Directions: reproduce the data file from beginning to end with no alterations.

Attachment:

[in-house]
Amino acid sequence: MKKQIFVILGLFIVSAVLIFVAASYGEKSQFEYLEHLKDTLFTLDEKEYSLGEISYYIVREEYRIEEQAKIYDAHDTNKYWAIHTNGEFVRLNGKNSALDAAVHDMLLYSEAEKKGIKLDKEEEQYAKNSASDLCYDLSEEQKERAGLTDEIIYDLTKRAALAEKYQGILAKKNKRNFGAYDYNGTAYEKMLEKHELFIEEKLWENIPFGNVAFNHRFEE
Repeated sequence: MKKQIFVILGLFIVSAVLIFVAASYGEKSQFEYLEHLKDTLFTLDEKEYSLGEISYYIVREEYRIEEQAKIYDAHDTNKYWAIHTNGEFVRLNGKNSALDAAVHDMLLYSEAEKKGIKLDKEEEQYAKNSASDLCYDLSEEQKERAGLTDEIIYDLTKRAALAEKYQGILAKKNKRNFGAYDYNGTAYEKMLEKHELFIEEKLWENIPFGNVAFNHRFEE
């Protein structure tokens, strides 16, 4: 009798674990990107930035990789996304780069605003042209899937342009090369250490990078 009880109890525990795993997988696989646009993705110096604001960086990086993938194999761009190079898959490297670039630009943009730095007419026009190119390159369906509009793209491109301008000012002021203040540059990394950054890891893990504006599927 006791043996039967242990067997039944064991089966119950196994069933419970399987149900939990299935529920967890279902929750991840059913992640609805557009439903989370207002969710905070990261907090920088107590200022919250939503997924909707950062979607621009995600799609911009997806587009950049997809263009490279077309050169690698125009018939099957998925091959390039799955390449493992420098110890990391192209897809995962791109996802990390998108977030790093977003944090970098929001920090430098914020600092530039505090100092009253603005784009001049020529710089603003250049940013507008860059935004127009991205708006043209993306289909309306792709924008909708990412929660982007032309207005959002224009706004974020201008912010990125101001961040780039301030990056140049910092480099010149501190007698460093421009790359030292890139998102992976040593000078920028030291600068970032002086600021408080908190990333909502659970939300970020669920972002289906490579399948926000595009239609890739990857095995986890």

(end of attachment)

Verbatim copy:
[in-house]
Amino acid sequence: MKKQIFVILGLFIVSAVLIFVAASYGEKSQFEYLEHLKDTLFTLDEKEYSLGEISYYIVREEYRIEEQAKIYDAHDTNKYWAIHTNGEFVRLNGKNSALDAAVHDMLLYSEAEKKGIKLDKEEEQYAKNSASDLCYDLSEEQKERAGLTDEIIYDLTKRAALAEKYQGILAKKNKRNFGAYDYNGTAYEKMLEKHELFIEEKLWENIPFGNVAFNHRFEE
Repeated sequence: MKKQIFVILGLFIVSAVLIFVAASYGEKSQFEYLEHLKDTLFTLDEKEYSLGEISYYIVREEYRIEEQAKIYDAHDTNKYWAIHTNGEFVRLNGKNSALDAAVHDMLLYSEAEKKGIKLDKEEEQYAKNSASDLCYDLSEEQKERAGLTDEIIYDLTKRAALAEKYQGILAKKNKRNFGAYDYNGTAYEKMLEKHELFIEEKLWENIPFGNVAFNHRFEE
């Protein structure tokens, strides 16, 4: 009798674990990107930035990789996304780069605003042209899937342009090369250490990078 009880109890525990795993997988696989646009993705110096604001960086990086993938194999761009190079898959490297670039630009943009730095007419026009190119390159369906509009793209491109301008000012002021203040540059990394950054890891893990504006599927 006791043996039967242990067997039944064991089966119950196994069933419970399987149900939990299935529920967890279902929750991840059913992640609805557009439903989370207002969710905070990261907090920088107590200022919250939503997924909707950062979607621009995600799609911009997806587009950049997809263009490279077309050169690698125009018939099957998925091959390039799955390449493992420098110890990391192209897809995962791109996802990390998108977030790093977003944090970098929001920090430098914020600092530039505090100092009253603005784009001049020529710089603003250049940013507008860059935004127009991205708006043209993306289909309306792709924008909708990412929660982007032309207005959002224009706004974020201008912010990125101001961040780039301030990056140049910092480099010149501190007698460093421009790359030292890139998102992976040593000078920028030291600068970032002086600021408080908190990333909502659970939300970020669920972002289906490579399948926000595009239609890739990857095995986890």